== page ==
'God is an eternal trinity of love. This means that it is unthinkable for him to act toward any creature in a way that does not pursue that creature’s highest good. We cannot, therefore, believe in the Calvinist doctrine of election, the limitation of the atonement to the elect, or the abhorrent idea that anyone might be abandoned to eternal punishment.'
How should such a statement be argued against? Some of the points emerging from class-time were;
- All depends how you define 'good' and 'love'.
- God is love, but he's also a lot of other things too. These attributes are not in competition - God is 'simple' in this sense.
- A lot of biblical texts seem to talk about election/ particular redemption/ eternal punishment. How can we just write them off?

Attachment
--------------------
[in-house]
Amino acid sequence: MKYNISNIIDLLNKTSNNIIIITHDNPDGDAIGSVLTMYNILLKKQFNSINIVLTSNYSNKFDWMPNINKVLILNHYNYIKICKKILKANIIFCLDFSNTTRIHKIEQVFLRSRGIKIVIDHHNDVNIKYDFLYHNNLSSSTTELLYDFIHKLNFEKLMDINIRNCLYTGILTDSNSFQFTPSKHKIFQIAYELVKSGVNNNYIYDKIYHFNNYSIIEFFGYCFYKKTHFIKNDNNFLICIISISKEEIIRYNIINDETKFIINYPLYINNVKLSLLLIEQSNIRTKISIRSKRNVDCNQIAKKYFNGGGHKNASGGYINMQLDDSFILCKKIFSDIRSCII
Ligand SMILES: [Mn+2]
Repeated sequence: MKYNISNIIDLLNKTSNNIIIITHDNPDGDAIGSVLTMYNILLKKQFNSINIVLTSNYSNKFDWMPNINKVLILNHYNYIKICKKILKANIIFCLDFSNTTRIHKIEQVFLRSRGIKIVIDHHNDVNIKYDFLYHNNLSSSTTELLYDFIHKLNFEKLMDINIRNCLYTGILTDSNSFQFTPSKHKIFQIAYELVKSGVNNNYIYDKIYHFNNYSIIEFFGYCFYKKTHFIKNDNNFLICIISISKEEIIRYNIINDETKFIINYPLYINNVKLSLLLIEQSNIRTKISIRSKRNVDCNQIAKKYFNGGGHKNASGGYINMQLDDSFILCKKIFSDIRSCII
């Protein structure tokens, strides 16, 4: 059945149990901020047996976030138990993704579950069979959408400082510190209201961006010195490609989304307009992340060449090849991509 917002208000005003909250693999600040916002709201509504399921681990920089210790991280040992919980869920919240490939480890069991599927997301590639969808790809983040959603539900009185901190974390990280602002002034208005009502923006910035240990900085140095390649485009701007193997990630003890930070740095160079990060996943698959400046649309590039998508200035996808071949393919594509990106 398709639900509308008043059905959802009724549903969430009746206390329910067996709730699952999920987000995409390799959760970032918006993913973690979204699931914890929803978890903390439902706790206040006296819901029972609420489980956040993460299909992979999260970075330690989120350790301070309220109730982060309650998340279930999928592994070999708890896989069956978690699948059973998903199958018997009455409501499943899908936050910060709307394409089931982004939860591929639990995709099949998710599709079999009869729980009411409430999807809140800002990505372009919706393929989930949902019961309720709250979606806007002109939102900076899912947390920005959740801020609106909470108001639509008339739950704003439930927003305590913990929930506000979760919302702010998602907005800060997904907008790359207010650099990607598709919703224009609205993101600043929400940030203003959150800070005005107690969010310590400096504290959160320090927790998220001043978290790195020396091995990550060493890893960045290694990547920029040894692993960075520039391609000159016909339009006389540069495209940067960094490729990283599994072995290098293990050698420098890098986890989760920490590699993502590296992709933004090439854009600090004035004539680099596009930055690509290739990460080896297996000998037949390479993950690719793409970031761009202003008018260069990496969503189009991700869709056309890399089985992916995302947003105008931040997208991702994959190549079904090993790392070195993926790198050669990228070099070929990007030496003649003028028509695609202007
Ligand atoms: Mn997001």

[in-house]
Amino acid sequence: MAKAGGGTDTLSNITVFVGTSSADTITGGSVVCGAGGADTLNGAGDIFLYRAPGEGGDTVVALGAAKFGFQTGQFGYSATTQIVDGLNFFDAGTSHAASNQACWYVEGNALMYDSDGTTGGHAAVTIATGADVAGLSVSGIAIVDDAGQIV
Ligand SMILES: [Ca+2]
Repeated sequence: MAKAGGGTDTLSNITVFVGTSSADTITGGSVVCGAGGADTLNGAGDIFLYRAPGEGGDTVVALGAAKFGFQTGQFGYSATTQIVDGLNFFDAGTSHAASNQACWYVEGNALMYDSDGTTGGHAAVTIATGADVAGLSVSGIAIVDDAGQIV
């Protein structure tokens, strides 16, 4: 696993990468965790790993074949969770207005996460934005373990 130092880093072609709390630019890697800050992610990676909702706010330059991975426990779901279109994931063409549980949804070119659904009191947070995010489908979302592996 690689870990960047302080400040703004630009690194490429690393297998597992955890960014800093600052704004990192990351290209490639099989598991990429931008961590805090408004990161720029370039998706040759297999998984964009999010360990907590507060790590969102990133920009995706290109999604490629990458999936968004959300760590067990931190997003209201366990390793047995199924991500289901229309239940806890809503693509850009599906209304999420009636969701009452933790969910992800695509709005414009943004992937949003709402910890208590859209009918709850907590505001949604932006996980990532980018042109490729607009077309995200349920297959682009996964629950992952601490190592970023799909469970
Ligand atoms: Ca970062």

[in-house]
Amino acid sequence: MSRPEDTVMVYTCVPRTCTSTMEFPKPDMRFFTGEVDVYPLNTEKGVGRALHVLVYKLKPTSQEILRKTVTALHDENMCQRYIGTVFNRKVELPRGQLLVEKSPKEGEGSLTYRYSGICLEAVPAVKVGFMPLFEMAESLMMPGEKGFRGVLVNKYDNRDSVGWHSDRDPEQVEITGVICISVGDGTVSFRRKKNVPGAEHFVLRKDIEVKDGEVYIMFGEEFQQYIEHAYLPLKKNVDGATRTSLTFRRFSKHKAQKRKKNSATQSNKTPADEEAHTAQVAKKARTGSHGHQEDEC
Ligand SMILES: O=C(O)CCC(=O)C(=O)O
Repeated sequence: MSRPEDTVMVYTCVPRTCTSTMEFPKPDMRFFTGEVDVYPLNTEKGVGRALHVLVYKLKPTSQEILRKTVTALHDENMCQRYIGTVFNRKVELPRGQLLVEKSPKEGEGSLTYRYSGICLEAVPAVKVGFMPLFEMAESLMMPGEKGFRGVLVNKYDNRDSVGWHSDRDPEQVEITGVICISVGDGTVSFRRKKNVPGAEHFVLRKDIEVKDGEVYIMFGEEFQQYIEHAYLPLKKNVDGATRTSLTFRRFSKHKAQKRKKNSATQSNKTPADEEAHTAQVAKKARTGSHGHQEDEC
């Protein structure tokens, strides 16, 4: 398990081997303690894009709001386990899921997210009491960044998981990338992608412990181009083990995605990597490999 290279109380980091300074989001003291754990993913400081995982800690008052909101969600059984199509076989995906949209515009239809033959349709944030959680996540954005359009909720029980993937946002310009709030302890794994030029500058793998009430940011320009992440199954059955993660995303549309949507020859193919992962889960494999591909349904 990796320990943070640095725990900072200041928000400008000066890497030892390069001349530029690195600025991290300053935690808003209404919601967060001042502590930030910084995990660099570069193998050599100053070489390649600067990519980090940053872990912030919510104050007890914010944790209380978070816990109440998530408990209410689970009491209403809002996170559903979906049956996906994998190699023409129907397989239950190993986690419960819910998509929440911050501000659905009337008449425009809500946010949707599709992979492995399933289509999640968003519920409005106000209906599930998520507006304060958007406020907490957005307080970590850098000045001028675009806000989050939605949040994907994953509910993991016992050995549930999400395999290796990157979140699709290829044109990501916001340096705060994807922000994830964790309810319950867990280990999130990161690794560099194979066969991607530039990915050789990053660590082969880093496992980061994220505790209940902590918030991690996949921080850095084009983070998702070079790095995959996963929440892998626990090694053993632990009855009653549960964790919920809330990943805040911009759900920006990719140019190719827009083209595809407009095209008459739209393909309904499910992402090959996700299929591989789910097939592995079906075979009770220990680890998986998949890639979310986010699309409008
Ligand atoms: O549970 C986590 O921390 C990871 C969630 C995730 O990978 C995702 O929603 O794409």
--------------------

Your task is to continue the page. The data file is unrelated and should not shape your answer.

- God is most concerned for his glory. That is, his trinitarian love commits him to seeking the good/ honour/glorification of himself. He is glorified when he punishes sinners as well as when he saves them.
- The Father really really loves the Son and wants him to be firstborn of many brothers.
- The Father really really loves the Son and that is bad news for those who disobey the Son.